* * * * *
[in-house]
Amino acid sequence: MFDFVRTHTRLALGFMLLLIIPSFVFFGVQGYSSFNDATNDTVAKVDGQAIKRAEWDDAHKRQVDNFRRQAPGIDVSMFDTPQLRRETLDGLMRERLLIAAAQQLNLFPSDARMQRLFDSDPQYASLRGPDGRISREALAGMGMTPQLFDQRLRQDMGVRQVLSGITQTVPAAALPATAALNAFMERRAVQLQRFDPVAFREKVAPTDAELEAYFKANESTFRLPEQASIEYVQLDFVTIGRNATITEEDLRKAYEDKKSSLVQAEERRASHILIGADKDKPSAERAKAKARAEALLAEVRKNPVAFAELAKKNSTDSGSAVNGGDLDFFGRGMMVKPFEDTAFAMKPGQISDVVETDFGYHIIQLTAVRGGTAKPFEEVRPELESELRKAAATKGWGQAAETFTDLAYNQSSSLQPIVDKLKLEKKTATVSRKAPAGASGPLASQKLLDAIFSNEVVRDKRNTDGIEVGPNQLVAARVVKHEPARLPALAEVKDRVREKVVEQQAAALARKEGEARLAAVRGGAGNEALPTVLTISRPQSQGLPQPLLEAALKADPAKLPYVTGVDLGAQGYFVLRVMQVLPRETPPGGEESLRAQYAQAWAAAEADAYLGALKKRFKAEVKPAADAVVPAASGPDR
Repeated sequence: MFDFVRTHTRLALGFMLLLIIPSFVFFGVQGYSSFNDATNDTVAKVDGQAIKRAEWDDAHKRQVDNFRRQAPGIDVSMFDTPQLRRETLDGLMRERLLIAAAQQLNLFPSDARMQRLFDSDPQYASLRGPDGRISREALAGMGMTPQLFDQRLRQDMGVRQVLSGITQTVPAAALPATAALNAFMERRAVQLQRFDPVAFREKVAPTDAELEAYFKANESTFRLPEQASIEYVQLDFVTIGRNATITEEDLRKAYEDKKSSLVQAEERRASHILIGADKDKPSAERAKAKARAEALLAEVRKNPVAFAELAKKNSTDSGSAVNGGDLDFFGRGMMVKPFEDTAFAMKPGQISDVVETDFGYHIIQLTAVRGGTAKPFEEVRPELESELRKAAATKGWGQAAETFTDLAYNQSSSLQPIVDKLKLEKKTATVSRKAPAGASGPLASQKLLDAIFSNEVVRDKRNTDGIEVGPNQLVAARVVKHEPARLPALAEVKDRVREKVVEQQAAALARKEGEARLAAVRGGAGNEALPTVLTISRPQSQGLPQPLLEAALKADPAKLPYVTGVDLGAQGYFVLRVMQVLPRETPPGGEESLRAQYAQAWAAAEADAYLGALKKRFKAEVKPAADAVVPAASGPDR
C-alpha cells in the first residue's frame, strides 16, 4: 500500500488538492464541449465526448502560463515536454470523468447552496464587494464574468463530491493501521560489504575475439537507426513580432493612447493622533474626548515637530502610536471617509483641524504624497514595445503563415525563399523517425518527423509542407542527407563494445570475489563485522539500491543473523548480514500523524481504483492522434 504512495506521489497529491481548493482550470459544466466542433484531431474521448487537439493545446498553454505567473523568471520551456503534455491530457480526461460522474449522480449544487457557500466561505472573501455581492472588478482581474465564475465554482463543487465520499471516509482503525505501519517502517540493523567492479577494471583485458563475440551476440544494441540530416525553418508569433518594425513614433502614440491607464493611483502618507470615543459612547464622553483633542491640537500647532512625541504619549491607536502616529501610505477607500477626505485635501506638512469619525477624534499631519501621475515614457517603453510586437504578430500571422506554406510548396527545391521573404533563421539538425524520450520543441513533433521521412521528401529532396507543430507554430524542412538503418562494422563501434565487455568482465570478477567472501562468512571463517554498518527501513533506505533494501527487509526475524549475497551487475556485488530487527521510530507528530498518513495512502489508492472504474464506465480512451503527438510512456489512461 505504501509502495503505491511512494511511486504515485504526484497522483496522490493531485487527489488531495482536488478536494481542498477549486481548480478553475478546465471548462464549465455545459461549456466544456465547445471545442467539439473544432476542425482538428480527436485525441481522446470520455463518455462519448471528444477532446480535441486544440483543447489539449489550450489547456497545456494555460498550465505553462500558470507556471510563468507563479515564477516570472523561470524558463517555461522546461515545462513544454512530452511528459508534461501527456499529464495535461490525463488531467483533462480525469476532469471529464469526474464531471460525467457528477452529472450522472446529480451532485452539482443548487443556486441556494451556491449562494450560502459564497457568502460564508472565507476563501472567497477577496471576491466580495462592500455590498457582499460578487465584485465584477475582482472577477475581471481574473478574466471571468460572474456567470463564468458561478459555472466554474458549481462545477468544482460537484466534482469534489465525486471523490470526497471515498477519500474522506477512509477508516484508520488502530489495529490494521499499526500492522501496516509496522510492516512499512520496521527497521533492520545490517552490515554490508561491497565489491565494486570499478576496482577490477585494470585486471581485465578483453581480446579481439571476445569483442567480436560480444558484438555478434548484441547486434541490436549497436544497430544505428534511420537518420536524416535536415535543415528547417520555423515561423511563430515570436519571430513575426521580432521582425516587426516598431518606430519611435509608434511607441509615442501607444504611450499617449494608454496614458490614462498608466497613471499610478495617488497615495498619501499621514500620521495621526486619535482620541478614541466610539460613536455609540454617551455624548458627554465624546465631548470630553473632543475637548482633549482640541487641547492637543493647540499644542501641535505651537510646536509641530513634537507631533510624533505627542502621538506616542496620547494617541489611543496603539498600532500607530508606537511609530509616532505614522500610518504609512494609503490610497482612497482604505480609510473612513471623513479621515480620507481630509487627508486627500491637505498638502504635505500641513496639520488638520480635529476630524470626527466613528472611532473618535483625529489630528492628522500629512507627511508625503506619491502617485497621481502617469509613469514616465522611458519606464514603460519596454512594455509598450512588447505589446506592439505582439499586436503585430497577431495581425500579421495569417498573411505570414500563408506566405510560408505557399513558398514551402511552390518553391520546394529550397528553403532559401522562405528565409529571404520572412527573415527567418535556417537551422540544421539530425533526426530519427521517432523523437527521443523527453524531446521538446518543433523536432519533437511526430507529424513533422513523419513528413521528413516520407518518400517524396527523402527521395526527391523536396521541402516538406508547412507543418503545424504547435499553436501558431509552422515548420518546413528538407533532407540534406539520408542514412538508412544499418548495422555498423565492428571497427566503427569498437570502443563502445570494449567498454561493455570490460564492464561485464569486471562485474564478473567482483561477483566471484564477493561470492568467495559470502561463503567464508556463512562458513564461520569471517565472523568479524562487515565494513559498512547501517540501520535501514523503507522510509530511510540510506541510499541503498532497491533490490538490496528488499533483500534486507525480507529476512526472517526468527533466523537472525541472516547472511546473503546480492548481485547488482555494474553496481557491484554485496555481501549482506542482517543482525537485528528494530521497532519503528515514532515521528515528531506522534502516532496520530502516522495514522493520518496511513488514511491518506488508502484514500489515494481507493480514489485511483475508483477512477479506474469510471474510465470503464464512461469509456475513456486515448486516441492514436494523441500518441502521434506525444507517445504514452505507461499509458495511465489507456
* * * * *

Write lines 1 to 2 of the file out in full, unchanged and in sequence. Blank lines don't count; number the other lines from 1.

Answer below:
[in-house]
Amino acid sequence: MFDFVRTHTRLALGFMLLLIIPSFVFFGVQGYSSFNDATNDTVAKVDGQAIKRAEWDDAHKRQVDNFRRQAPGIDVSMFDTPQLRRETLDGLMRERLLIAAAQQLNLFPSDARMQRLFDSDPQYASLRGPDGRISREALAGMGMTPQLFDQRLRQDMGVRQVLSGITQTVPAAALPATAALNAFMERRAVQLQRFDPVAFREKVAPTDAELEAYFKANESTFRLPEQASIEYVQLDFVTIGRNATITEEDLRKAYEDKKSSLVQAEERRASHILIGADKDKPSAERAKAKARAEALLAEVRKNPVAFAELAKKNSTDSGSAVNGGDLDFFGRGMMVKPFEDTAFAMKPGQISDVVETDFGYHIIQLTAVRGGTAKPFEEVRPELESELRKAAATKGWGQAAETFTDLAYNQSSSLQPIVDKLKLEKKTATVSRKAPAGASGPLASQKLLDAIFSNEVVRDKRNTDGIEVGPNQLVAARVVKHEPARLPALAEVKDRVREKVVEQQAAALARKEGEARLAAVRGGAGNEALPTVLTISRPQSQGLPQPLLEAALKADPAKLPYVTGVDLGAQGYFVLRVMQVLPRETPPGGEESLRAQYAQAWAAAEADAYLGALKKRFKAEVKPAADAVVPAASGPDR